The problem here, perhaps, is that most French people assume it’s not them who will be affected by the militarism. After all, an estimated 99% of over 3,600 raids in the early months of the state of emergency targeted Muslims. (Only 1 indictment on terror-related charges, by the way.)
And it’s the subconscious subtext that is constantly repeated is that White people don’t commit terrorism, so what do they have to lose by such measures? This is proved by the coverage of the Germanwings tragedy or the Norway tragedy – they have “massacres”, “mass murder” and “mental illness”. I would assume that if Palestinian thinker Edward Said was here today he would agree with the idea that the West doesn’t accord Arabs the right to mental illness – clearly the case in Nice – because to them simply being an Arab is proof of mental illness. If that is too far for some readers, perhaps they prefer: professing Arab or Muslim values instead of European or Christian ones is proof of mental illness or incapacity.
But the non-Muslim French are very wrong about not being affected, and it is stunning that this is not crystal clear to them given the recent once-in-a-generation unrest.
The state of emergency, time will show, was extended after the initial three months because the Hollande regime planned to achieve a decades-old dream of Western capitalists: the gutting of France’s social model. France has for so long been such a bad example in the West, and the capitalists finally won – by any means necessary – after decades of propaganda war. France now has a labor law which is in-line with US, UK and German models, and they will surely soon have the much higher poverty and inequality rates those more-capitalist Anglo-Saxon countries “enjoy”.
The labor law was passed this month in a manner fairly described as “totally undemocratically”: it was written by Hollande’s cabinet, Parliament was bypassed twice, the government ignored months of polls showing 70-90% rejection of the law, and they also ignored four months of near-daily protests. However, the dictatorial climate of the long-running state of emergency so habituated both police and public to brutality that the constant scenes of tear gas, water cannons, brutality and arrests – 2,000 democratic protesters, at least – ceased to have an effect.
France had become so habituated to anti-democratic tactics worthy of, and even superior to, many of the West’s usual targeted enemies that when the state of emergency turned on the White majority, the people simply did not care enough or just could not stop it.
And that’s how Nice and the new state of emergency will continue to affect everyone; the spinning of the Nice terror attack is not about religion or terrorism, it’s about right-wing, militaristic, pro-capitalist control of the masses.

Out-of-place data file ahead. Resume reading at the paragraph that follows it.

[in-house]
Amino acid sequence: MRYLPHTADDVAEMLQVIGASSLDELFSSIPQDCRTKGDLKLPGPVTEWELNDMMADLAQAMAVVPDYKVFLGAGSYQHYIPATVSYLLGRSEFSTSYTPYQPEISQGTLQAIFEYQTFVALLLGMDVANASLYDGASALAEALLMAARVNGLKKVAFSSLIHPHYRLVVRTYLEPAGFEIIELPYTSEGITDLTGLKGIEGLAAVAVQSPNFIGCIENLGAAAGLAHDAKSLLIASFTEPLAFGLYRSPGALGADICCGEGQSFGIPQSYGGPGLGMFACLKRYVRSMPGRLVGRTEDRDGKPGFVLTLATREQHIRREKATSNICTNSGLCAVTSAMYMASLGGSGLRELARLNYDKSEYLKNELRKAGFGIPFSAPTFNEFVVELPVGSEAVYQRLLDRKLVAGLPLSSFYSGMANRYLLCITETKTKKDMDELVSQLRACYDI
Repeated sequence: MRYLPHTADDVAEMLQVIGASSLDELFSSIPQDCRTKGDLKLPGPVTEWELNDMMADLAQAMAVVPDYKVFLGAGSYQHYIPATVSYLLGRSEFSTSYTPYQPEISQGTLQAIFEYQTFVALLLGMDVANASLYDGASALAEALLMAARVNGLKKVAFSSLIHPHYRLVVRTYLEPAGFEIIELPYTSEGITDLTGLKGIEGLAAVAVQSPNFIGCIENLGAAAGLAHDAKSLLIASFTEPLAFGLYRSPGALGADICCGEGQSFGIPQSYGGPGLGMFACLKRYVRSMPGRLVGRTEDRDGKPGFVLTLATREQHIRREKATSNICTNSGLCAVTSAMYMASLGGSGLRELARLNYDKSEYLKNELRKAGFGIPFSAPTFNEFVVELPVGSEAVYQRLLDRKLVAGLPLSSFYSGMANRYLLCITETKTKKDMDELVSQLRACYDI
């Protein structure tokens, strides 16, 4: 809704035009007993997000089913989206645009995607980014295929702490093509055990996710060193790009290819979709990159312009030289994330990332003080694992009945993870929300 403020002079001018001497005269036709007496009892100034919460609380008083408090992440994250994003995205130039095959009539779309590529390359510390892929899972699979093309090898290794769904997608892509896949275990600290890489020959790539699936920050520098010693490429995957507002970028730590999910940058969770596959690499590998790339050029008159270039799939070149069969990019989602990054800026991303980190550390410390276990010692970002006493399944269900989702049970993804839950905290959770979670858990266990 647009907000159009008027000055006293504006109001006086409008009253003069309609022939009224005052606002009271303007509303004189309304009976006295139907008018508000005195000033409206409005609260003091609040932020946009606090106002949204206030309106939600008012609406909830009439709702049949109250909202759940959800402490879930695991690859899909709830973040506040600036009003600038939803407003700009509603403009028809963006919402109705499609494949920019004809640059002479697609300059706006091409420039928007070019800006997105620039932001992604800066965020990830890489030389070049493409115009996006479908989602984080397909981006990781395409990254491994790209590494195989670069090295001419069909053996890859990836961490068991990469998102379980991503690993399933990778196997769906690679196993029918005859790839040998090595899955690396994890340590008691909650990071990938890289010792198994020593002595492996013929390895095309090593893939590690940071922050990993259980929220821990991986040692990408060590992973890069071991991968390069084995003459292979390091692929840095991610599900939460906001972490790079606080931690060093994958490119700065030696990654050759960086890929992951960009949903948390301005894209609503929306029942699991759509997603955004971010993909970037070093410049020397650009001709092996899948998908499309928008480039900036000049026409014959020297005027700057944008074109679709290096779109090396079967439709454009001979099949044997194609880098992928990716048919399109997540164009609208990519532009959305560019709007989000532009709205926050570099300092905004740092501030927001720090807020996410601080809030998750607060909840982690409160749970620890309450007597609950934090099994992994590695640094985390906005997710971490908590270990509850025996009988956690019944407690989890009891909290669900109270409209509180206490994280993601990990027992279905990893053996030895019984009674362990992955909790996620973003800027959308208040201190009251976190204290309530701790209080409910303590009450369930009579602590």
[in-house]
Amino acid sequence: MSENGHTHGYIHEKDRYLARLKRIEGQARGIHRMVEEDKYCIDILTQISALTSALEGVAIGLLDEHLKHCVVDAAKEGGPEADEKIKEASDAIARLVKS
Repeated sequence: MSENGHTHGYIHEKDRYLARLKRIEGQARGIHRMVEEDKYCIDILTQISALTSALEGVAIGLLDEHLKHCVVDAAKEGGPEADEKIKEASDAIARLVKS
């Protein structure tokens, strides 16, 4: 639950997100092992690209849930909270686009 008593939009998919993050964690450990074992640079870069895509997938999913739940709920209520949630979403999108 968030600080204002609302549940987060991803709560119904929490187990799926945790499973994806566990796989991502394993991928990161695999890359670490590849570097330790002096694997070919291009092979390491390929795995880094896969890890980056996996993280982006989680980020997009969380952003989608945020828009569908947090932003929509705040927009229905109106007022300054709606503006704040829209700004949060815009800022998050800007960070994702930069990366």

That is the same old story since the Industrial and Colonial age began. It became the height of Orwellianism when French President Francois Hollande declared that the reason France was a target was because it was “attached to liberty” just hours before the National Assembly approved the fourth extension to France’s anti-democratic police state dictatorship. (Six months this time, not three!) Hollande believes that by relinquishing your civil liberties – in a manner condemned by everyone from the United Nations to Amnesty International – you show just how much you treasure them.
I cannot explain why this logic works so well, or why the French public tolerates it. They are obviously very scared and very misled about this phony “war on terror”. But the government is not: they moved immediately to consolidate their power and to have more power to stop the anti-government, anti-capitalism protests many expect this fall.
France looked down at the US for so many years during the Bush era, but they have also forgotten that peace is not war, ignorance is not strength, and giving up fundamental human rights does not elevate you to an enlightenment thinker.
Roshan Muhammed Salih, editor of 5Pillars, was recently criticized by the neo-conservative Washington Times for tweeting post-Nice opinions like, “Way to stop future ISIS attacks is to address state Islamophobia & foreign policy.”
Mr. Salih is absolutely correct, and he is backed by the hard evidence of the terrorists’ own confessions. Ignoring this has caused France the appalling tragedies of Charlie Hebdo and the Bataclan, and until they change course it will probably cause even more tragedies. I would wager that Mr. Salih was the subject of this anti-dissent campaign because that truth is getting increasingly harder to deny and therefore it needs to be smothered.
That’s foreign policy. The tragedy of France’s domestic war against itself, and the way an allegedly sophisticated public is so easily and willingly misled – that has fewer obvious solutions. That requires an analysis not just of religion and ethnicity, but of class and power, and also a humility which French culture is not known for, much to their discredit and danger.